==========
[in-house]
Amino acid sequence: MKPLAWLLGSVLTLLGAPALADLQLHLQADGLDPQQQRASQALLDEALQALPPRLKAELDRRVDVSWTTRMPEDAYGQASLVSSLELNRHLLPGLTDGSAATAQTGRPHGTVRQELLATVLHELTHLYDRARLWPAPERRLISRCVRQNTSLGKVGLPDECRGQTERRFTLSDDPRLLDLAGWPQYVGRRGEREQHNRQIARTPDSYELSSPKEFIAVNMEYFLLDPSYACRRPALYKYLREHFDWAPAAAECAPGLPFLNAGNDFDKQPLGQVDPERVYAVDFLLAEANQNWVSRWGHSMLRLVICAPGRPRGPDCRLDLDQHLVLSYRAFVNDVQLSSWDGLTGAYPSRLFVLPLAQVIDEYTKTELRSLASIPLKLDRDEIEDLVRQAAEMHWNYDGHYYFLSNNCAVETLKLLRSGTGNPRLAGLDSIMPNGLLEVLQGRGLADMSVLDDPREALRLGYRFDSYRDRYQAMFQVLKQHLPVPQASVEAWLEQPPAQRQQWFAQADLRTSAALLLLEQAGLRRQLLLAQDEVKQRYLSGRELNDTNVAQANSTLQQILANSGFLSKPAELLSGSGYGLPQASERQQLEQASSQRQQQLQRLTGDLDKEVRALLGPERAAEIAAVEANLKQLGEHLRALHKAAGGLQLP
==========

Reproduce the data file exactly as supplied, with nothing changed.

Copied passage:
[in-house]
Amino acid sequence: MKPLAWLLGSVLTLLGAPALADLQLHLQADGLDPQQQRASQALLDEALQALPPRLKAELDRRVDVSWTTRMPEDAYGQASLVSSLELNRHLLPGLTDGSAATAQTGRPHGTVRQELLATVLHELTHLYDRARLWPAPERRLISRCVRQNTSLGKVGLPDECRGQTERRFTLSDDPRLLDLAGWPQYVGRRGEREQHNRQIARTPDSYELSSPKEFIAVNMEYFLLDPSYACRRPALYKYLREHFDWAPAAAECAPGLPFLNAGNDFDKQPLGQVDPERVYAVDFLLAEANQNWVSRWGHSMLRLVICAPGRPRGPDCRLDLDQHLVLSYRAFVNDVQLSSWDGLTGAYPSRLFVLPLAQVIDEYTKTELRSLASIPLKLDRDEIEDLVRQAAEMHWNYDGHYYFLSNNCAVETLKLLRSGTGNPRLAGLDSIMPNGLLEVLQGRGLADMSVLDDPREALRLGYRFDSYRDRYQAMFQVLKQHLPVPQASVEAWLEQPPAQRQQWFAQADLRTSAALLLLEQAGLRRQLLLAQDEVKQRYLSGRELNDTNVAQANSTLQQILANSGFLSKPAELLSGSGYGLPQASERQQLEQASSQRQQQLQRLTGDLDKEVRALLGPERAAEIAAVEANLKQLGEHLRALHKAAGGLQLP